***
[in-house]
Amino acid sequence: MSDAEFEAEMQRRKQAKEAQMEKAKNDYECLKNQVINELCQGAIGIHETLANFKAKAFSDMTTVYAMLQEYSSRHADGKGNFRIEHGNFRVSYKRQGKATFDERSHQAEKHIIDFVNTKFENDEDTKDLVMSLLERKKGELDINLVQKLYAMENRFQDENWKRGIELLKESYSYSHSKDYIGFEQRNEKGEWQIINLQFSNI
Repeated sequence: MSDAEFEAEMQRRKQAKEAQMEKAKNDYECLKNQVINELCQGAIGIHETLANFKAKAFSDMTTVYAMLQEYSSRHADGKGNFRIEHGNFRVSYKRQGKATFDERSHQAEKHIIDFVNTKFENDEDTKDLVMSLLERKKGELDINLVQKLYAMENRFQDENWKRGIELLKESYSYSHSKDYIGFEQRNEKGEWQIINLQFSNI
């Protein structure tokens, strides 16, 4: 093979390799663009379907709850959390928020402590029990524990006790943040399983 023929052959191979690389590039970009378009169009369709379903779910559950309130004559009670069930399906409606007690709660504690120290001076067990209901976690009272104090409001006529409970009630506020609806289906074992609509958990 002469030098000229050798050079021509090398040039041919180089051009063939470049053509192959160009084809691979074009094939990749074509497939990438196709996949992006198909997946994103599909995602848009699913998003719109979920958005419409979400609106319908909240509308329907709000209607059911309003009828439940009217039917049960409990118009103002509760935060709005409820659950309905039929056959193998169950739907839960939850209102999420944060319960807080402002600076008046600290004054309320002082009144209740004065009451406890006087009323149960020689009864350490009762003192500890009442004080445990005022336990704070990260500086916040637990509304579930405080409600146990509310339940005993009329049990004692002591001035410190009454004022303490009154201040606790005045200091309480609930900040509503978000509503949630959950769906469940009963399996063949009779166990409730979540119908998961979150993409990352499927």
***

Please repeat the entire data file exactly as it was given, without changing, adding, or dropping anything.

[in-house]
Amino acid sequence: MSDAEFEAEMQRRKQAKEAQMEKAKNDYECLKNQVINELCQGAIGIHETLANFKAKAFSDMTTVYAMLQEYSSRHADGKGNFRIEHGNFRVSYKRQGKATFDERSHQAEKHIIDFVNTKFENDEDTKDLVMSLLERKKGELDINLVQKLYAMENRFQDENWKRGIELLKESYSYSHSKDYIGFEQRNEKGEWQIINLQFSNI
Repeated sequence: MSDAEFEAEMQRRKQAKEAQMEKAKNDYECLKNQVINELCQGAIGIHETLANFKAKAFSDMTTVYAMLQEYSSRHADGKGNFRIEHGNFRVSYKRQGKATFDERSHQAEKHIIDFVNTKFENDEDTKDLVMSLLERKKGELDINLVQKLYAMENRFQDENWKRGIELLKESYSYSHSKDYIGFEQRNEKGEWQIINLQFSNI
């Protein structure tokens, strides 16, 4: 093979390799663009379907709850959390928020402590029990524990006790943040399983 023929052959191979690389590039970009378009169009369709379903779910559950309130004559009670069930399906409606007690709660504690120290001076067990209901976690009272104090409001006529409970009630506020609806289906074992609509958990 002469030098000229050798050079021509090398040039041919180089051009063939470049053509192959160009084809691979074009094939990749074509497939990438196709996949992006198909997946994103599909995602848009699913998003719109979920958005419409979400609106319908909240509308329907709000209607059911309003009828439940009217039917049960409990118009103002509760935060709005409820659950309905039929056959193998169950739907839960939850209102999420944060319960807080402002600076008046600290004054309320002082009144209740004065009451406890006087009323149960020689009864350490009762003192500890009442004080445990005022336990704070990260500086916040637990509304579930405080409600146990509310339940005993009329049990004692002591001035410190009454004022303490009154201040606790005045200091309480609930900040509503978000509503949630959950769906469940009963399996063949009779166990409730979540119908998961979150993409990352499927």